Sadly it’s not the case of bad acting (at least not for all the actors). Joe Alwyn does a solid job with Billy himself, making him a relatable character, and Garret Hedlund actually is a surprisingly good commander for his company. I’m not usually a fan of Hedlund, but this was one of his better roles to date. It was a blast to see people like Steve Martin and Chris Tucker make appearances as minor characters, and they were as flawless as they could be. The only REALLY bad acting was with Kristen Stewart, who still thinks showing emotion means looking constipated and spending the rest of her dialog looking like she smoked a few too many bowls before coming on set. With that being said, It’s pretty obvious that Ang Lee was more concerned about making an experimental film with his 120hz framerate and the obvious moments where the camera was whoring itself out to getting that “look” captured on screen and not enough time was spent making a good story.
Rated R for language throughout, some war violence, sexual content, and brief drug use
[img]http://www.hometheatershack.com/gallery/file.php?n=91081[/img]The most intriguing and biggest feature of “Billy Lynn’s” production was the use of the CineAlta F65 digital cameras used by Ang Lee to shoot at a staggering 120 fps during the shoot. While the 4K version boasts a 60fps version on the disc, the Blu-ray is mastered down to the regular 24fps that the format supports and doesn’t look that much different than your average digital film. Sure it looks a bit glossy and almost “sports central” smooth, but all in all it looks like your average digital shoot. That is to say that it is spot on PERFECT in terms of Blu-ray imagery. Colors just pop off the screen like you wouldn’t believe and I almost swore I was in the room with them the clarity was so good. There is a sense of realism that is breathtaking and the changing scenarios from Afghanistan to Texas allows for some distinct color changes depending on the local. Blacks are deep and inky (the actual halftime SHOW sports some incredibly complex shadows being shot at night) and the film is devoid of ANY digital artifacting that I could see except for a split second shot at the beginning of the movie. Simply put, magically perfect.
[img]http://www.hometheatershack.com/gallery/file.php?n=91089[/img]Once again Sony has decided to keep the Blu-ray at a standard 5.1 DTS-HD MA experience while putting the Atmos track on the Blu-ray. That’s not to say that the 5.1 mix is bad, but it’s been a frustration with Sony and Fox leaving the superior track off the Blu-ray in hopes that you upgrade to the 4K. The 5.1 mix is simply superb, and would have garnered a 5/5 rating a short while back, but the 4K mix DEFINITELY edges it out. Imaging is magnificent, with sounds of war torn gunfire splattering around the sound stage during the flashbacks, and the raucous Halftime show with Destiny’s Child creating one of the singular best moments of sonic immersion I have heard in a Blu-ray. The LFE is deep and powerful, accenting gunfire and explosions at will, and having a MASSIVE mid bass burst right as the halftime show starts near the hour mark (you’ll know it when you hear it). Dialog is still well replicated and firmly planted up front and the dynamic range is absolutely massive. We can witch to a screaming and raging football scene in one second and then flip back to a quiet home cooked meal the next and never feel awkward. A superb mix by Sony.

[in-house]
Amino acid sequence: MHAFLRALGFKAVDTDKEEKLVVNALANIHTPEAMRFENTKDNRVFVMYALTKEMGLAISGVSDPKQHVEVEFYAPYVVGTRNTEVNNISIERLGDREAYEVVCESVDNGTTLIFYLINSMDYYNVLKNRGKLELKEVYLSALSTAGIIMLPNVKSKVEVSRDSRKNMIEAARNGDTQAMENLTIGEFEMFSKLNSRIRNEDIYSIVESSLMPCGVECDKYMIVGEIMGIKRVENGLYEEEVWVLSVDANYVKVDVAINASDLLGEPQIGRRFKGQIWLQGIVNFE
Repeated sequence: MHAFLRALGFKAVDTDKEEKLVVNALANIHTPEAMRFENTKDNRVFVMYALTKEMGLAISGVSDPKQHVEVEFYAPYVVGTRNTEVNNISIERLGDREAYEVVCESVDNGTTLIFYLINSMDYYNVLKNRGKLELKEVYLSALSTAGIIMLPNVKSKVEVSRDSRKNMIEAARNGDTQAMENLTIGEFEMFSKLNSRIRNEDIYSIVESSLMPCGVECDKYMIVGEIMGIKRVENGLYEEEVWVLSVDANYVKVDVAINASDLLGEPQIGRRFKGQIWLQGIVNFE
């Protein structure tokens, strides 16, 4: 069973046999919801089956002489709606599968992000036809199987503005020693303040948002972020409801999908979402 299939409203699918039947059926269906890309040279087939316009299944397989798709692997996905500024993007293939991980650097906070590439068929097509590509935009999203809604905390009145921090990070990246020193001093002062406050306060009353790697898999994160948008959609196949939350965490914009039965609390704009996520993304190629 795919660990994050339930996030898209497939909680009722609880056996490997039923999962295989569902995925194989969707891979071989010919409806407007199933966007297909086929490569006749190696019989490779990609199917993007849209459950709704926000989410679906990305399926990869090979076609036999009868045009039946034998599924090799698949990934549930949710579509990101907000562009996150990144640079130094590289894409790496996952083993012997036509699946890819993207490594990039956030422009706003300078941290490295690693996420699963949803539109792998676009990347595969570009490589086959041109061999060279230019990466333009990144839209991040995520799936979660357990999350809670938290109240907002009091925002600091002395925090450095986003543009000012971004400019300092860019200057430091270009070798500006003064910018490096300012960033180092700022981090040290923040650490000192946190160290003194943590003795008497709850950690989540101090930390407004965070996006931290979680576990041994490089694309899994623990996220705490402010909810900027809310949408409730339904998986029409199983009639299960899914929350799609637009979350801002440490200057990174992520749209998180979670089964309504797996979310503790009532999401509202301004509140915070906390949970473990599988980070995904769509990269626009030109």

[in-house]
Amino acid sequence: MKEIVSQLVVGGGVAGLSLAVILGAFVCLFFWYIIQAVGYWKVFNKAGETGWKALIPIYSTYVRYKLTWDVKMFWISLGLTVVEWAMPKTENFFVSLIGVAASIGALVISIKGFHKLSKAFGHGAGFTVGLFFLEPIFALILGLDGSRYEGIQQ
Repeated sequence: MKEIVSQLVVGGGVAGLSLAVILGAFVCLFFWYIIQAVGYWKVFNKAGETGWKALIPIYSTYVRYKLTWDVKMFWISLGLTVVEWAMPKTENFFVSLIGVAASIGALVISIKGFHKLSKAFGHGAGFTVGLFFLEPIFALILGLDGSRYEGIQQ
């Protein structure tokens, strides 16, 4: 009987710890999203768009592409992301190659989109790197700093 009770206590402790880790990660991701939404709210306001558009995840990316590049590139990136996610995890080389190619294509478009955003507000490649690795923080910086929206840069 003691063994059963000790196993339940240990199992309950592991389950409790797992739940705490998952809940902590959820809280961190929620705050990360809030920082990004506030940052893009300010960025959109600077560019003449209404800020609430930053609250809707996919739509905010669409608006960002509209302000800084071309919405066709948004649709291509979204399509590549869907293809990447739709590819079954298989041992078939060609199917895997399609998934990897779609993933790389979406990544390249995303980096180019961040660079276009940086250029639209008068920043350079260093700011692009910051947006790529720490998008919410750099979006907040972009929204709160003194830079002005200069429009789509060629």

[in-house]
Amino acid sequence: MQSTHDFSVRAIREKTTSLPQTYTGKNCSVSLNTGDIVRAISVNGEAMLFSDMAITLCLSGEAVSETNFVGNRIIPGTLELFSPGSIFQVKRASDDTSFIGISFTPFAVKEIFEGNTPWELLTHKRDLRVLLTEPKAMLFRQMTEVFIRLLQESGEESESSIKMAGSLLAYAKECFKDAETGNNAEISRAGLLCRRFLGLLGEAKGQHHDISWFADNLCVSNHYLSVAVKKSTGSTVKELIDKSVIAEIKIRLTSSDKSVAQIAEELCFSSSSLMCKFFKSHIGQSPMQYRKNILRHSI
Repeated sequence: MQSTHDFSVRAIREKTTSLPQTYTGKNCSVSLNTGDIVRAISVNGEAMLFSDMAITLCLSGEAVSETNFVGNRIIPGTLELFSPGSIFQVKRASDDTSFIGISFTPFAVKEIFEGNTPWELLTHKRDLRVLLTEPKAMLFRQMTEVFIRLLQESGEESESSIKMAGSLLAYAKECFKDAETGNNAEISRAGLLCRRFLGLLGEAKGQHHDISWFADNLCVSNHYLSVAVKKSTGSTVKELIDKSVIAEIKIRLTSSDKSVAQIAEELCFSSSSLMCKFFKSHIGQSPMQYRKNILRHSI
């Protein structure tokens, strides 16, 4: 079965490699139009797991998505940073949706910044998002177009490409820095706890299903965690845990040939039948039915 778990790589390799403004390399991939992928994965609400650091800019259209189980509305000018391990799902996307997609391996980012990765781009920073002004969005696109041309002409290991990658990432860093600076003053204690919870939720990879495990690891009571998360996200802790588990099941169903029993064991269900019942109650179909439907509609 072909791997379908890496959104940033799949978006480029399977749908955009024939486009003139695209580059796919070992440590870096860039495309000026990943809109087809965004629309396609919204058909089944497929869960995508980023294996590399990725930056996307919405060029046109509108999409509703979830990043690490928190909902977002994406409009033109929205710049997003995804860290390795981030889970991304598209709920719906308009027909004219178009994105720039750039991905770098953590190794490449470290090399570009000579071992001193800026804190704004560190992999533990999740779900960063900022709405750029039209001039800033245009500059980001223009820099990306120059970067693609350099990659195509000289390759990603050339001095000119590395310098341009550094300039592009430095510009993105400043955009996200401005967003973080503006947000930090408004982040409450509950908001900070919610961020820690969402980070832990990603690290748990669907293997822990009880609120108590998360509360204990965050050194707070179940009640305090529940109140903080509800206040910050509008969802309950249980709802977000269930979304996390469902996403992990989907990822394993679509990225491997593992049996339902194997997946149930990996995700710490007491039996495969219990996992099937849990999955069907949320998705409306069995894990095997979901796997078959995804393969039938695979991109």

• Deleted Scenes
• "Into Battle and Onto the Field: Stepping Inside Billy Lynn's Long Halftime Walk"
• "Recreating the Halftime Show"
• "The Brotherhood of Combat"
• "Assembling A Cast"
“Billy Lynn’s Long Halftime Walk” is not a train wreck of a film, but it is so inconsequential as to be totally irrelevant in the film world. You’re left feeling completely empty and rather bored by the time the nearly 2-hour film is completed. I honestly have a hard time have ANY sense of emotion, either good or bad, after watching it a total of THREE times (once for the 4K, once for this Blu-ray and once for the 3D version), and each and every time I really TRY and muster up some sense of emotional appeal. Sadly, it just is one of those films that “exists” without being anymore more than a footnote in cinematic history. While disappointed I have to say that the Blu-ray looks FANTASTIC (the 60fps version is available on the 4K disc) and the audio follows suit. Extras are a bit minimalistic, but still very solid. While it may be worth a rental out of curiosity, the movie itself generates a “Skip It” recommendation from myself personally.
Starring: Joe Alwyn, Vin Diesel, Chris Tucker, Garrett Hedlund, Kristen Stewart
Directed by: Ang Lee
Written by: Jean-Christopher Castelli (Screenplay), Ben Fountain (Based on Story by)
Aspect Ratio: 1.85:1 AVC
Audio: English: DTS-HD MA 5.1, English DVS
Runtime: 113 Minutes
Blu-ray Release Date: February 14th, 2017
Buy Billy Lynn's Long Halftime Walk On Blu-ray at Amazon
Buy Billy Lynn's Long Halftime Walk On 4K Blu-ray at Amazon
Recommendation: Skip It